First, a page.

Family Meals Matter: Changing Kids’ Unhealthy Eating Habits By modeling healthy eating and restoring family meals, parents can help kids overcome food anxieties October 21, 2016

SAN FRANCISCO – Three adults and one child sat at the child-sized table set with brightly colored plates, forks, and glasses. Sitting before each diner was a very hungry baby doll. The diners fished through a clear box brimming with all shapes and sizes of plastic food to select items to feed their dolls.

Irene Chatoor, MD, vice chair of the Department of Psychiatry and Behavioral Sciences at Children’s National Health System, who played host at the pretend dinner party, subtly worked questions into the conversation to tease out the girl’s own food anxieties. “Do you like corn? Do you think your baby doll would like corn?”

The 6-year-old balanced an ear of corn atop her baby doll’s outstretched arms and nodded. Next came a mound of green peas. A wedge of pizza. A stem of grapes. A scoop of ice cream perched atop a sugar cone. The girl’s baby doll tried a lot and found each food delicious. 

Dr. Chatoor, who employs such role-playing meals to ease the food anxieties of her pint-sized patients and their worried parents, then wove in knowledge of the child’s own concerns. “You don’t like peas? I’m going to see if I can get my baby doll to try the peas,” she says. The baby doll says “OK. Very green. I don’t know if I’m going to like it.”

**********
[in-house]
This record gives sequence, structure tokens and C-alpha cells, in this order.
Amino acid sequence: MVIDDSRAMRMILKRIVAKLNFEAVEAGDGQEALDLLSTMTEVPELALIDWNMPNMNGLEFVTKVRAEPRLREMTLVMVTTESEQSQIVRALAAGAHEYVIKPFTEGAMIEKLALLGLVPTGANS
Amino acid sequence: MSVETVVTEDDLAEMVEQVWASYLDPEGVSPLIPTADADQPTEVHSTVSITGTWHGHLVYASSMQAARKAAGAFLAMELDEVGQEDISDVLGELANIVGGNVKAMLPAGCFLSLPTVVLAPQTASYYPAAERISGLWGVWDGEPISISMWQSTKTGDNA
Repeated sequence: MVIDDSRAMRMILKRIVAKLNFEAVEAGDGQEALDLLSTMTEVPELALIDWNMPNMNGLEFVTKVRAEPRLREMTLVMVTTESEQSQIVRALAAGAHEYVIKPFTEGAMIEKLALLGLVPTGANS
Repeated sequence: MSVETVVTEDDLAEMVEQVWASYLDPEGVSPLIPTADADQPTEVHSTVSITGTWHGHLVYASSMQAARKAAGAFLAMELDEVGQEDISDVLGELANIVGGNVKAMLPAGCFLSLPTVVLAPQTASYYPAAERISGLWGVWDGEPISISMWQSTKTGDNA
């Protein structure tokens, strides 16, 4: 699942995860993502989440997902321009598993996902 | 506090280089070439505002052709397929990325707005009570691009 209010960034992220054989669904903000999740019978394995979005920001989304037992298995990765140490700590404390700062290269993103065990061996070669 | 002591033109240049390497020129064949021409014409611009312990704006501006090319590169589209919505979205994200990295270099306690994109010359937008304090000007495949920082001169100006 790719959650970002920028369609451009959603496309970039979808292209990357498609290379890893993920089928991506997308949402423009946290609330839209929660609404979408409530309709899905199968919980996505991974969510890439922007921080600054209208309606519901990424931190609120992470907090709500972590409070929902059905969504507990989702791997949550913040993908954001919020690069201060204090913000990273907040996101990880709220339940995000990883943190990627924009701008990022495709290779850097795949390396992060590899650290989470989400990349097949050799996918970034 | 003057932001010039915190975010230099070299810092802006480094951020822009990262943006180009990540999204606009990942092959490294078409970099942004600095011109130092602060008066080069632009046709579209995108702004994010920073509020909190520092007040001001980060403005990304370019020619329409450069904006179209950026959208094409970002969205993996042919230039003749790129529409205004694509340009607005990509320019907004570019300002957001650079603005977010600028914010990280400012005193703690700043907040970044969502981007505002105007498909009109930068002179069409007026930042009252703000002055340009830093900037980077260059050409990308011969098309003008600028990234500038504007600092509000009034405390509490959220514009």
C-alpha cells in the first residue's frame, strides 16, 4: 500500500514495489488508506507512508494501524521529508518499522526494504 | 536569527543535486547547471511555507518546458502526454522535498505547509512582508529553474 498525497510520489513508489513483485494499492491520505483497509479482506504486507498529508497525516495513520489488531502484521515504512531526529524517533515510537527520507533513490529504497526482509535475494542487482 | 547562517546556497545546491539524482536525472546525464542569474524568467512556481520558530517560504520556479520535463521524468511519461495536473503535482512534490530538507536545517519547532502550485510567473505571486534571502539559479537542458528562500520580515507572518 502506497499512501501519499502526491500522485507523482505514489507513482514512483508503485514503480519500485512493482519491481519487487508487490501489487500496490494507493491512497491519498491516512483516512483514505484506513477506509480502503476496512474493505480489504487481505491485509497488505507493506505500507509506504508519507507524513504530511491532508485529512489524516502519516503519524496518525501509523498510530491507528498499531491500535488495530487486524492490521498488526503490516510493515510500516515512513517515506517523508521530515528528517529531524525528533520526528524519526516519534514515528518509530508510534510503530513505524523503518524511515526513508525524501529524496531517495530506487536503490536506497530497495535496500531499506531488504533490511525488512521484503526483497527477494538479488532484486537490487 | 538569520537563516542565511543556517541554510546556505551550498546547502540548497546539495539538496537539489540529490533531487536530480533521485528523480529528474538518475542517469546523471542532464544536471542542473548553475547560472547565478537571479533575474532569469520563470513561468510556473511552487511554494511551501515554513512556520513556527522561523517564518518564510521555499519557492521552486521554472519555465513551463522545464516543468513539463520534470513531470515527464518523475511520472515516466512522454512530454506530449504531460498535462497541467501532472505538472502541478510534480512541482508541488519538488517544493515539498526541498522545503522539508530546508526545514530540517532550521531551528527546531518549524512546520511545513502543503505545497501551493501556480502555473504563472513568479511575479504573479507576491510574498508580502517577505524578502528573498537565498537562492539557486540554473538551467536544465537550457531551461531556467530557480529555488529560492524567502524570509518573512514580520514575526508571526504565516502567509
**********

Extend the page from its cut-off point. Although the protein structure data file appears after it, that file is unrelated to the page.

As it turns out, Dr. Chatoor’s baby doll finds the peas very tasty. She praises the boy doll for being “brave” in overcoming his food fears and asks for the girl’s help selecting stickers to reward all four baby dolls for overcoming their fears.

Over the course of her career, Dr. Chatoor has specialized in helping children work through their food anxieties and encouraging parents to set aside dedicated time for family meals, expertise she will share with peers at the American Academy of Pediatrics 2016 National Conference. Time-strapped parents often sip coffee as breakfast in the car, inhale lunch, and prepare a separate dinner for their children eschewing their own dinner until the kids are in bed. 

Feeding the children becomes a major task, and youngsters don’t have an opportunity to see their parents eat. Parents don’t realize how important modeling healthy eating is for their children. About 25 percent of parents report that one of their children is a “picky eater,” which can mean that the child refuses to eat certain vegetables or may refuse whole food groups, such as vegetables, fruits, or meats. “It’s important for the parents to not overreact and to model eating a variety of foods without pressuring the youngster to eat everything they put on the child’s plate,” she says.  

“I also want to help pediatricians to differentiate between toddlers who ‘no-no-NO’ to the few foods they don’t like – which is OK – and children whose food selection is quite limited. They need to be aware of red flags, like a child who spits out food, gags, or grimaces in response to certain foods or refuses to eat other foods that may look similar or that have the same texture as the aversive foods.